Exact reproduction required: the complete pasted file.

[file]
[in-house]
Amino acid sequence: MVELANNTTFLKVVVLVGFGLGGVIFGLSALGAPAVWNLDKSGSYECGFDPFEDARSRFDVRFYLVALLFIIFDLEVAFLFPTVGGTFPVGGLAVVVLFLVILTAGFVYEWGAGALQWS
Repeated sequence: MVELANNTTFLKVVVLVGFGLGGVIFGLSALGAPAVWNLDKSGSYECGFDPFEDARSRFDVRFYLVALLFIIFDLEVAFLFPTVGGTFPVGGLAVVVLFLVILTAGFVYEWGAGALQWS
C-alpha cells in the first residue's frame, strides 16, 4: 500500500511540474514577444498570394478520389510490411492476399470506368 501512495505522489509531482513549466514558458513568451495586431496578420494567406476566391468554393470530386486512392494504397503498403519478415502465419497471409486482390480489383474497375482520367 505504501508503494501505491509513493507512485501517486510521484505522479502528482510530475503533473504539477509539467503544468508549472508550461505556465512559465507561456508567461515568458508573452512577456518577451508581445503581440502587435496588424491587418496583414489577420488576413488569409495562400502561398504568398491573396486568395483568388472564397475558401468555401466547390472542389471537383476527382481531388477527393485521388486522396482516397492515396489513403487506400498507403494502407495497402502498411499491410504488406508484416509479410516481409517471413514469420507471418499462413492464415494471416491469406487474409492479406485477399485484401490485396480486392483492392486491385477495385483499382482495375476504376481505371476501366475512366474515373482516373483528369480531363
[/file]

[in-house]
Amino acid sequence: MVELANNTTFLKVVVLVGFGLGGVIFGLSALGAPAVWNLDKSGSYECGFDPFEDARSRFDVRFYLVALLFIIFDLEVAFLFPTVGGTFPVGGLAVVVLFLVILTAGFVYEWGAGALQWS
Repeated sequence: MVELANNTTFLKVVVLVGFGLGGVIFGLSALGAPAVWNLDKSGSYECGFDPFEDARSRFDVRFYLVALLFIIFDLEVAFLFPTVGGTFPVGGLAVVVLFLVILTAGFVYEWGAGALQWS
C-alpha cells in the first residue's frame, strides 16, 4: 500500500511540474514577444498570394478520389510490411492476399470506368 501512495505522489509531482513549466514558458513568451495586431496578420494567406476566391468554393470530386486512392494504397503498403519478415502465419497471409486482390480489383474497375482520367 505504501508503494501505491509513493507512485501517486510521484505522479502528482510530475503533473504539477509539467503544468508549472508550461505556465512559465507561456508567461515568458508573452512577456518577451508581445503581440502587435496588424491587418496583414489577420488576413488569409495562400502561398504568398491573396486568395483568388472564397475558401468555401466547390472542389471537383476527382481531388477527393485521388486522396482516397492515396489513403487506400498507403494502407495497402502498411499491410504488406508484416509479410516481409517471413514469420507471418499462413492464415494471416491469406487474409492479406485477399485484401490485396480486392483492392486491385477495385483499382482495375476504376481505371476501366475512366474515373482516373483528369480531363